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Development of anti-infective and bioactive films for wound healing applications
Dr. rer. nat. Christian Willems
Chronic wounds represent wounds that fail to undergo a controlled healing process that leads to "restitutio ad integrum” to restore functional and anatomical integrity of injured tissues [Lazarus 1994]. The normal wound healing process is characterized by four timely and locally orchestrated processes including hemostasis, inflammation, cell proliferation and tissue remodeling [Lazarus 1994]. These steps involve many different cell types derived from blood (e.g. platelets, monocytes/macrophages, lymphocytes) and tissue cells (fibroblasts, endothelial cells, keratinocytes), but also extracellular matrix proteins, proteoglycans and hyaluronic acid, and metallo matrix proteinases [Chen 1999].Chronic wounds arise for different reasons and often as reaction to disease, such as diabetes, venous disease, arterial disease, neurological conditions or severe injury (e.g. burns, trauma, surgery). Diabetic foot wounds, venous and pressure ulcers account for approximately 90% of chronic wounds (Roehrs et al. 2016) and represent not only a serious health problem for the patients but also a considerable burden for the health care systems. Management of chronic wounds involves a variety of wound dressing with aims including maintenance of a moist healing environment (e.g. films, foam, hydrocolloids, alginates, hydrogel), reduction in bacterial load and infection (e.g. dressings containing silver or iodine) or dressings aiming to support healing that contain collagen, cellulose and other factors (Roehrs et al. 2016). A recent review from Han & Ceilley summarizes pros & cons of existing wound dressing materials [Han & Ceilley 2017]. Wound dressings can be prepared by a variety of techniques, such as the use of fibrous non-woven sheets or fleeces prepared by conventional textile technologies but also electrospinning, further membranes and films prepared by solvent-based technique of foams by thermal phase inversion techniques. A new emerging technique could be the layer-by-layer technique that is based usually on the complexation of so-called polyelectrolytes on solid surfaces [Decher 1997]. Polysaccharides with charged carboxylic groups such as alginate or hyaluronan represent polyanions, while chitosan resents a polycation in aqueous solutions if the pH value is below pH 6. The LbL technique has the advantage that the layer-wise preparation permits the combination of different polyelectrolytes in one and the same film (blending) or provided a certain thickness also uploading of bioactive factors can be achieved that provide a complex microenvironment to cells guiding cell adhesion and function in several ways. Recently the group of Mano could demonstrate that such multilayer films can be also prepared as free-standing films provided they have a certain thickness of more than 100 µm that is achieved when about 100 double layers have been assembled [Gomes et al. 2018]. So, far no studies exist to transfer these technique to the preparation of wound dressings.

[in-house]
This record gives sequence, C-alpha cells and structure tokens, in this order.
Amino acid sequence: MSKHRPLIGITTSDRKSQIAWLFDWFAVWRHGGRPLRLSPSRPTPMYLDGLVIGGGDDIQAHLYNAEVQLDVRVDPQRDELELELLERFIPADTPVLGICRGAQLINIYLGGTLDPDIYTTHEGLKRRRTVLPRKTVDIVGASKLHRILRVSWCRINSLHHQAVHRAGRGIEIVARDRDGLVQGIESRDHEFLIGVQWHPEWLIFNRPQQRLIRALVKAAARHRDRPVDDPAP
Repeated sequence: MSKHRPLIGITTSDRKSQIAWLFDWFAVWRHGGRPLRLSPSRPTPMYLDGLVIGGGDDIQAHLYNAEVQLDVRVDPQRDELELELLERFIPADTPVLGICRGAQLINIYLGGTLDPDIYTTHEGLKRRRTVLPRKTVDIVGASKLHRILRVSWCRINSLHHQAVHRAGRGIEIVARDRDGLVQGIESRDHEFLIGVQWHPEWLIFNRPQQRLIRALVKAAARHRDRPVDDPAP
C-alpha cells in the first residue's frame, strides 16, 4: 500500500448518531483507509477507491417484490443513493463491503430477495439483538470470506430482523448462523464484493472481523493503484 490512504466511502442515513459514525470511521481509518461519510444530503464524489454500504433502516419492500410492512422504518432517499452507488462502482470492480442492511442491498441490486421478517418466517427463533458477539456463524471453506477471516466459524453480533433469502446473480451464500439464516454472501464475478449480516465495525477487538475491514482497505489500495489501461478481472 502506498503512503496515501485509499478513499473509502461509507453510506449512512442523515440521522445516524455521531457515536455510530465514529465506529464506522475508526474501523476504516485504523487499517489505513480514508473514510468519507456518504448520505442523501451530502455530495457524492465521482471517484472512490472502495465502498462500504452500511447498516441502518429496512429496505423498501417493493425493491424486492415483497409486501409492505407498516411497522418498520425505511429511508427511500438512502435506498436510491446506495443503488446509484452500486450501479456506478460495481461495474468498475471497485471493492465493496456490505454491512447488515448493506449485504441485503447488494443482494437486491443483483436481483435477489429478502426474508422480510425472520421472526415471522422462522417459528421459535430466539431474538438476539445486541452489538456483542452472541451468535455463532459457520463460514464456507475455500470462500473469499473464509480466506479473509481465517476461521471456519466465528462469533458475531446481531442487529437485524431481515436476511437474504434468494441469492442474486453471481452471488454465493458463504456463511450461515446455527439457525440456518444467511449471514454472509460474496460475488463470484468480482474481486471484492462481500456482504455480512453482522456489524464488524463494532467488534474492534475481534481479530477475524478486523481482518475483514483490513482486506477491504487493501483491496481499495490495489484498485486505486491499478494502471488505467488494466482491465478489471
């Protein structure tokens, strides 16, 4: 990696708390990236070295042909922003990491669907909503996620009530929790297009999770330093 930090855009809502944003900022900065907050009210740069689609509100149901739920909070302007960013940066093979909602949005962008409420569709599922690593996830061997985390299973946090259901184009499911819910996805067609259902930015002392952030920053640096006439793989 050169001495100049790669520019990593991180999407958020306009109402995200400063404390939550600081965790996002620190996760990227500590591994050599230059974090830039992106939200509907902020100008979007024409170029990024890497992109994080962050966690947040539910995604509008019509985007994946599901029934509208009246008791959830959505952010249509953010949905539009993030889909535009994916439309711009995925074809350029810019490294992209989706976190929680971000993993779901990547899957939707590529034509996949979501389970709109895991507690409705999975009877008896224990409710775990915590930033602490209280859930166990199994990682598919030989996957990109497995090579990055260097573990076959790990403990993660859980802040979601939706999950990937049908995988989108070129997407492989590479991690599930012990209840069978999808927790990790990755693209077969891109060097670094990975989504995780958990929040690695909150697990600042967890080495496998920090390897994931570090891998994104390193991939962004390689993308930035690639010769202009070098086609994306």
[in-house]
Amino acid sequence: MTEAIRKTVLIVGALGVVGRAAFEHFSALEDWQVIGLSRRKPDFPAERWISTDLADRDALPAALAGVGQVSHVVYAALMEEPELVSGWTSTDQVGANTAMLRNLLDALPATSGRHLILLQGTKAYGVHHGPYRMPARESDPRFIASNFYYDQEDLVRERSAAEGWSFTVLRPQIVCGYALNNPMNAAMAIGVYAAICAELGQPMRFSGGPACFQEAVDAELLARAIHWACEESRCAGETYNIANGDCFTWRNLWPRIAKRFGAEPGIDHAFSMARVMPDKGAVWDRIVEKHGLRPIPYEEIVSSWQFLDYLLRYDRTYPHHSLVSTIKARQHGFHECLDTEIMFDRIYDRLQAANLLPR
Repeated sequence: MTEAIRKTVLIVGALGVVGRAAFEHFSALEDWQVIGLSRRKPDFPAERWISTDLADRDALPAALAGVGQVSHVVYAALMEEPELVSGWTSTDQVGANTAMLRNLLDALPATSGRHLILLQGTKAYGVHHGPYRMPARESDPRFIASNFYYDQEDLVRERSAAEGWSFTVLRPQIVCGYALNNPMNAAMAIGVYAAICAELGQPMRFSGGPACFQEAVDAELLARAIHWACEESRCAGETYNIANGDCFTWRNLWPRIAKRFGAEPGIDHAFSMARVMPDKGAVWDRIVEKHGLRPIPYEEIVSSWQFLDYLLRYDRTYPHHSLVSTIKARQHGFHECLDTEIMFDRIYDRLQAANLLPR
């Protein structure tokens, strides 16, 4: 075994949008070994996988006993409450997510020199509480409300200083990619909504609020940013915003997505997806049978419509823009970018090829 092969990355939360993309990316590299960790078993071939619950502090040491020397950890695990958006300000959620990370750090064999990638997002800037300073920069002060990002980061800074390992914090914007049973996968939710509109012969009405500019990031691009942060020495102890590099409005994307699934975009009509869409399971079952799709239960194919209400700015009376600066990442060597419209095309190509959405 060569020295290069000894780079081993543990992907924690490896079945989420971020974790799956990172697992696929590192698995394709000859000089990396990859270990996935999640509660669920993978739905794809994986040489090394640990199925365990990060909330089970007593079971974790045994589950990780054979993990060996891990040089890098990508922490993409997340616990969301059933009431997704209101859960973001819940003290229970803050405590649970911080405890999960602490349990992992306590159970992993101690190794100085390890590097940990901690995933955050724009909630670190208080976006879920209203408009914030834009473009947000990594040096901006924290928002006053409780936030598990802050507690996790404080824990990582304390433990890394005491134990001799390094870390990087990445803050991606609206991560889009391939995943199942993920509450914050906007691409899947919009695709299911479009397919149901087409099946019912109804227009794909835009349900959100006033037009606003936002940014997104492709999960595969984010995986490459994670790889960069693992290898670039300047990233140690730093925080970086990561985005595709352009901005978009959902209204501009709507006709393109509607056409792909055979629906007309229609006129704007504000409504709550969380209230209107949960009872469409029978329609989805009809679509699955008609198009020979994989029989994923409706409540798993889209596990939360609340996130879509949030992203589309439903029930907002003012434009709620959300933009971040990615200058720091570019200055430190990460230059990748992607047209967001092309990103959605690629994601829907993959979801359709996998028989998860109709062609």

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Prof. Dr. habil. Thomas Groth

Prof. Dr. habil. Thomas Groth

Martin-Luther-Universität Halle-Wittenberg

Naturwissenschaftliche Fakultät I

Institut für Pharmazie

Heinrich-Damerow-Str. 4


Halle (Saale)

Tel.:+49 345 5528460


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